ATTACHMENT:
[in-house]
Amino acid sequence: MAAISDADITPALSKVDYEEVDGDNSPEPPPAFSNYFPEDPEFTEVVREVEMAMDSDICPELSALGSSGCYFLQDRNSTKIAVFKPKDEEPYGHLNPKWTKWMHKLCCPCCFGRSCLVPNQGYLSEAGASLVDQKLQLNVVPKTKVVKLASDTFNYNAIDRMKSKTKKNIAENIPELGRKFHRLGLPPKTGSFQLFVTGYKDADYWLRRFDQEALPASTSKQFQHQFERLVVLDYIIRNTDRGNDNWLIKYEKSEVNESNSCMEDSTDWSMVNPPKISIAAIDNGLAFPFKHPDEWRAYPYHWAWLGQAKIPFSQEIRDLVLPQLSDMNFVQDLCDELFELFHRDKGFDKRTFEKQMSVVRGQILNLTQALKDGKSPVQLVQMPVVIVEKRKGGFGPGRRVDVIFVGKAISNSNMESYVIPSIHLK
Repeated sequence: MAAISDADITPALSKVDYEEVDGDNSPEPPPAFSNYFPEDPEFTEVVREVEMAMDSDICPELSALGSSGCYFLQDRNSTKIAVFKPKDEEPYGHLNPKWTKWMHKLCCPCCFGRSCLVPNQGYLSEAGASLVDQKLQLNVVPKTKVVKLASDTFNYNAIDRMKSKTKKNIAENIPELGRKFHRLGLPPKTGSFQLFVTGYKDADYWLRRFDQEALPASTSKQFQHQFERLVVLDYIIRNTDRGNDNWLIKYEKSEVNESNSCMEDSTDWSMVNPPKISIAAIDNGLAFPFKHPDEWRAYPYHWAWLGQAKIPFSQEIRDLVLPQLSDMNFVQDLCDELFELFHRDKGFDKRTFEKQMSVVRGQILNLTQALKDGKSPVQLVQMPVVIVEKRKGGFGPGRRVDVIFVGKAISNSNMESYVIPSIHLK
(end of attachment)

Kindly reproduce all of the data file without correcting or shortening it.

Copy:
[in-house]
Amino acid sequence: MAAISDADITPALSKVDYEEVDGDNSPEPPPAFSNYFPEDPEFTEVVREVEMAMDSDICPELSALGSSGCYFLQDRNSTKIAVFKPKDEEPYGHLNPKWTKWMHKLCCPCCFGRSCLVPNQGYLSEAGASLVDQKLQLNVVPKTKVVKLASDTFNYNAIDRMKSKTKKNIAENIPELGRKFHRLGLPPKTGSFQLFVTGYKDADYWLRRFDQEALPASTSKQFQHQFERLVVLDYIIRNTDRGNDNWLIKYEKSEVNESNSCMEDSTDWSMVNPPKISIAAIDNGLAFPFKHPDEWRAYPYHWAWLGQAKIPFSQEIRDLVLPQLSDMNFVQDLCDELFELFHRDKGFDKRTFEKQMSVVRGQILNLTQALKDGKSPVQLVQMPVVIVEKRKGGFGPGRRVDVIFVGKAISNSNMESYVIPSIHLK
Repeated sequence: MAAISDADITPALSKVDYEEVDGDNSPEPPPAFSNYFPEDPEFTEVVREVEMAMDSDICPELSALGSSGCYFLQDRNSTKIAVFKPKDEEPYGHLNPKWTKWMHKLCCPCCFGRSCLVPNQGYLSEAGASLVDQKLQLNVVPKTKVVKLASDTFNYNAIDRMKSKTKKNIAENIPELGRKFHRLGLPPKTGSFQLFVTGYKDADYWLRRFDQEALPASTSKQFQHQFERLVVLDYIIRNTDRGNDNWLIKYEKSEVNESNSCMEDSTDWSMVNPPKISIAAIDNGLAFPFKHPDEWRAYPYHWAWLGQAKIPFSQEIRDLVLPQLSDMNFVQDLCDELFELFHRDKGFDKRTFEKQMSVVRGQILNLTQALKDGKSPVQLVQMPVVIVEKRKGGFGPGRRVDVIFVGKAISNSNMESYVIPSIHLK